Mayors and elected officials from big cities and small towns gathered at the state Capitol Wednesday to demand a half-hour audience with state budget negotiators.
With a week left in the legislative session, municipal officials are concerned about the pace of those negotiations when many cities and towns across the state have passed local budgets and are getting ready to send out tax bills. Local officials are hoping the state keeps its promise and flat funds both municipal and education aid to cities and towns. However, there’s few signs that Gov. M. Jodi Rell and legislative leaders will reach a compromise before June 3.
East Hartford Mayor Melody Currey said local cities and towns need answers. “We cannot continue to do business without the state having a budget in place.”
“We need answers,” Currey said. “We’ve already been beaten up enough about this – we need a budget.”
She said East Hartford, which already approved its local budget, is sending its tax bills to the printer, not knowing what municipal and education aid the state plans on ultimately giving the town.
“We still have no clue what state aid to municipalities will be,” New Haven Mayor John DeStefano said. New Haven’s Board of Alderman approved its budget Tuesday, but there’s no way to know if it’s balanced without a state budget in place.
“Nobody will commit to hard budget numbers,” Mansfield Mayor Betsy Paterson said Wednesday. She said the mayors have not received an answer from the state’s legislative leaders and Rell about whether they would be willing to meet with the mayors of one small, mid-size, and large city for one half-hour.
Rep. Cameron Staples, D-New Haven, said he’d be happy to meet with the mayors and hear their concerns.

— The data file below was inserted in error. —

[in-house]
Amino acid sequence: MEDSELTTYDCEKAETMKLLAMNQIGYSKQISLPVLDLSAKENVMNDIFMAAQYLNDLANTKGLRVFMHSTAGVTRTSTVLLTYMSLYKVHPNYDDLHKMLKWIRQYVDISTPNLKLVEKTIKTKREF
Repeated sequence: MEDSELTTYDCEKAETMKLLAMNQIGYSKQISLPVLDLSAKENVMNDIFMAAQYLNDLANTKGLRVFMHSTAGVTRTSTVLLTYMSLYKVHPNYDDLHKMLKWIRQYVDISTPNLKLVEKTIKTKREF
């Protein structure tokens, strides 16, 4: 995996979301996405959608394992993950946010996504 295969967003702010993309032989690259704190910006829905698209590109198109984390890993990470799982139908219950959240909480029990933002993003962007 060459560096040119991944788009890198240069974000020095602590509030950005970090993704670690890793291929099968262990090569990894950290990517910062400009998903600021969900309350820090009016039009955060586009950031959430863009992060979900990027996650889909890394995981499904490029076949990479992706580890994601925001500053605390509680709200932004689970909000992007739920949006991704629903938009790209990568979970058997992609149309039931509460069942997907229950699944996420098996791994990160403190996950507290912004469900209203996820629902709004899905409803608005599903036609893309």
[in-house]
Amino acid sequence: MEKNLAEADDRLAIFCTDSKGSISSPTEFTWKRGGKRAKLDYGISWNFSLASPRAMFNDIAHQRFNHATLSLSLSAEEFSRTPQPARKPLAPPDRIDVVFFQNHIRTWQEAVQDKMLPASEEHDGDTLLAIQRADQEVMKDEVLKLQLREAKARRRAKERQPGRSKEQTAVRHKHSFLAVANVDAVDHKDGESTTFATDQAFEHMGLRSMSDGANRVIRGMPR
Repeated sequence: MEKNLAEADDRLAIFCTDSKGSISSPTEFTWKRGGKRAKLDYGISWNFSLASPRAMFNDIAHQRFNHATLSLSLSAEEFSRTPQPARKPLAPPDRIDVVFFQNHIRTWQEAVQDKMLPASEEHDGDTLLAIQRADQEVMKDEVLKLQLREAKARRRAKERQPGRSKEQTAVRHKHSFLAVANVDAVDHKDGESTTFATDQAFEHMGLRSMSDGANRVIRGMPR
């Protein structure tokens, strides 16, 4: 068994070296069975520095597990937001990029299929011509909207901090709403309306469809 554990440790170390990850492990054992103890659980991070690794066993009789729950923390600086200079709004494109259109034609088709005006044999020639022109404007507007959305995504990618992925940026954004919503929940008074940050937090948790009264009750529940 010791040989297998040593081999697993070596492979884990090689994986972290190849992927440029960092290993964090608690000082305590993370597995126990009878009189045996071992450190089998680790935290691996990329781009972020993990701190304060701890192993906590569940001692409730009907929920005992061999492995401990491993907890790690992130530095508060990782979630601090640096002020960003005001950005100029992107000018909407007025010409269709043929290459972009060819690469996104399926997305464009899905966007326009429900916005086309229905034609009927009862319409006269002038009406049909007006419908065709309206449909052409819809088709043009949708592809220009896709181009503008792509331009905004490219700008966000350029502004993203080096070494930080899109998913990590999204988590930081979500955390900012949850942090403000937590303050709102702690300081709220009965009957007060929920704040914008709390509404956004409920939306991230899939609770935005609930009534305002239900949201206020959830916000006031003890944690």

Staples, who is co-chairman of the Finance Committee and is part of the budget negotiations, said “we’re very concerned about municipal aid and education aid, but it’s still up in the air.”
Rep. John Geragosian, D-New Britain, said he too has always been happy to meet with municipal leaders.
As for budget negotiations “we’re plugging away,” Geragosian said playing his cards close to his chest. “We’re going through the budget line-by-line,” he said.
He said he can’t say with any certainty that municipal funding would be spared because he doesn’t know where the other side stands.
Rell’s spokesman said Wednesday that she has not hinted at cutting municipal aid.
However, on Tuesday Rell talked to WTIC talk show host Ray Dunaway about the budget and the progress of negotiations.
“I tried very hard to maintain, let’s say municipal aid,” Rell told Dunaway Tuesday. “So that we’re not going to cut municipal aid. Well you know now that the budget numbers have gotten worse, do we go back and say we’re going to have to look at this again,” Rell said. “Of course, you’re not going to eliminate it, but can we make cuts there.”
Rell explained that she prefers cuts to tax increases, but some have predicted that coming up with $2 to $3 billion in cuts will be unpleasant for many lawmakers.
Municipal leaders said they understand the request is unorthodox, but they argued its necessary in these unprecedented times.